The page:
The smile was pleasant enough, but the tone none the less menacing. And, on the whole, it was a pleasant evening. The dramatic, unexpected suddenness of it alone gave it piquancy and charm in the eyes of the guests. It was only later on, in the seclusion of the bedroom, that the grimness of it appealed to them.
"Where's this going to end?" Ridsdale asked gloomily.
"It will end," Stanning said grimly, "when that tiger and his mate have had enough of it. It will end on the knot of a rope or at the impact of a bullet. You don't suppose that chap's going to let us get back to civilisation, do you? Not a bit of it, my boy. Do you know who he is? Because if you don't, I can tell you. He's George Templemore. I found that out last night. Of course, I should never have guessed if we hadn't got that letter which our envoy brought us. And when I saw the little exploit last night, it flashed upon me like a shot. You remember Templemore, don't you? He used to live in Paris years ago. One of the most awful blackguards I think I ever came across. But you seem to have forgotten the scandal."
"By Jove!" Ridsdale exclaimed. "Do you mean to say--"
"I do, my boy. And the charming lady who has been entertaining us to-night used to be known in the world of fashion as Marie Chesterton. Templemore robbed Chesterton of all he had, and then finally murdered the man who had been such a friend to him. And to make the thing all the more horrible, that fiend of a woman fled with her husband's murderer. They took any amount of loot with them. And they vanished in the most extraordinary manner. At any rate, although the police of Europe were looking for them everywhere, they were never found. And this is just the sort of wild, mad, plucky sort of thing that Templemore would do. Why, that chap would have walked into a den of lions if he had been dared to do it.; After seeing him, you can quite understand how he managed to get his influence over this tribe. You see, they didn't know anything about Mauser rifles when he came here first. And, mind you, he was perfectly safe here so long as the gangs of pirates like ourselves, masquerading as the forces of civilisation, did not come too far. In any case, we're not safe here, and the sooner we get out of it the better. I don't suppose our friend will get tired of us before the week's out, but I managed to find out where the arms were kept, and I know where the stables are, too. There are rifles and cartridges in the little room off the billiard-room and some really good horses in the stable. Now, is it good enough to stay here on the off-chance of that blackguard changing his mind at any moment, or would you like to make a move in the direction of England, home, and beauty without delay? It's very nice to sit down to a good dinner and to enjoy a good bath—and though we are pirates, we know it—but it isn't quite good enough to sit down again with a cold-blooded murderer."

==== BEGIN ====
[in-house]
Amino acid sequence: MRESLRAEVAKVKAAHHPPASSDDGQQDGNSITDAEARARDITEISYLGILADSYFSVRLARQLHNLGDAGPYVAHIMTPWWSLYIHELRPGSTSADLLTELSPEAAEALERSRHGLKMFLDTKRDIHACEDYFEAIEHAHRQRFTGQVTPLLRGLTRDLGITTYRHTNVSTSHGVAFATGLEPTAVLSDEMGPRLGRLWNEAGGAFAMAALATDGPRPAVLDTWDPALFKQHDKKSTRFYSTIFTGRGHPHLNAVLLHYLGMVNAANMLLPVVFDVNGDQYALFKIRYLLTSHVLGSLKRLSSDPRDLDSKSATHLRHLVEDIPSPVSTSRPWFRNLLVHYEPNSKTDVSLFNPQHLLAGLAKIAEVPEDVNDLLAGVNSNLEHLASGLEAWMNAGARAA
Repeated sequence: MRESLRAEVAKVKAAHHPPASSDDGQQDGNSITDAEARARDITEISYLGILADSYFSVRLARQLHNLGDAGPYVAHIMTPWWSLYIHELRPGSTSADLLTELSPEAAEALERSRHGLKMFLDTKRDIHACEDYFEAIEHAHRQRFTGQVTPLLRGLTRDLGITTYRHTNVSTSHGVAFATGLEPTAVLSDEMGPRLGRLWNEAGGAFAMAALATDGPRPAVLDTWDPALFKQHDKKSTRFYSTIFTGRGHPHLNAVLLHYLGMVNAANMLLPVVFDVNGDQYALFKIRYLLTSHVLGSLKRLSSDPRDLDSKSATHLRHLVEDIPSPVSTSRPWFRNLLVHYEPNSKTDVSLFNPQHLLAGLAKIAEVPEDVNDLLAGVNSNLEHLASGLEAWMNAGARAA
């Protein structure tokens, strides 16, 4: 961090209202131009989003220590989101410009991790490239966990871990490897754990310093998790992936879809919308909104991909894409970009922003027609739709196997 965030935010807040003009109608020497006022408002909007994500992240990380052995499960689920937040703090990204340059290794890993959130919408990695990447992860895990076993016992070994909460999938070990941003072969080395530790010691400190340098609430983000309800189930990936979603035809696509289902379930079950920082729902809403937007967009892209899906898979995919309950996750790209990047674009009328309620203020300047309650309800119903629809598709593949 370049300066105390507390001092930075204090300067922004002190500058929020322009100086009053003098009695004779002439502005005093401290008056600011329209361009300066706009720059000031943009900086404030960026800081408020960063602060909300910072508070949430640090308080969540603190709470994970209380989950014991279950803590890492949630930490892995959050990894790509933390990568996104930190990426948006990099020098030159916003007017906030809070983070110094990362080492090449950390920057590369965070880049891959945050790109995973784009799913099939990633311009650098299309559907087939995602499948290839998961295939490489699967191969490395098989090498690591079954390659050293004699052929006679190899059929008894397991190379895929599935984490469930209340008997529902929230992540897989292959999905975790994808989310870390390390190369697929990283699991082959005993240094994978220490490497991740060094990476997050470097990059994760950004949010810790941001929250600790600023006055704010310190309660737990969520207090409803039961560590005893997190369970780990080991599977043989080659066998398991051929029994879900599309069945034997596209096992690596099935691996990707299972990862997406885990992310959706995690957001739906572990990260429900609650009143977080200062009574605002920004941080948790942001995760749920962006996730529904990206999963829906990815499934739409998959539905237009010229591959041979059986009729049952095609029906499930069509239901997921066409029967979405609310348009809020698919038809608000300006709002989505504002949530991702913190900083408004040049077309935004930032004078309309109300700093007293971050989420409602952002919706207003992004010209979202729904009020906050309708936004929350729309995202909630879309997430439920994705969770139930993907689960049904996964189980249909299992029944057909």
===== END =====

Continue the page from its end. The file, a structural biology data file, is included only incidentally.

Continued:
"Soon as you like," Ridsdale whispered.
It was an hour or so before the dawn that they crept cautiously through the house, after helping themselves liberally to the chief's weapons. Then presently they led two horses out of the stables, making a detour of the village, after which they rode on hour after hour, till the sun was high in the heavens and all chance of pursuit was at an end.
"I think we can stop now," Stanning suggested, "and perhaps we are safe, after all. There's one thing in Templemore's favour. When we get home and tell this story, nobody will believe us. I know I shouldn't if anybody told it to me."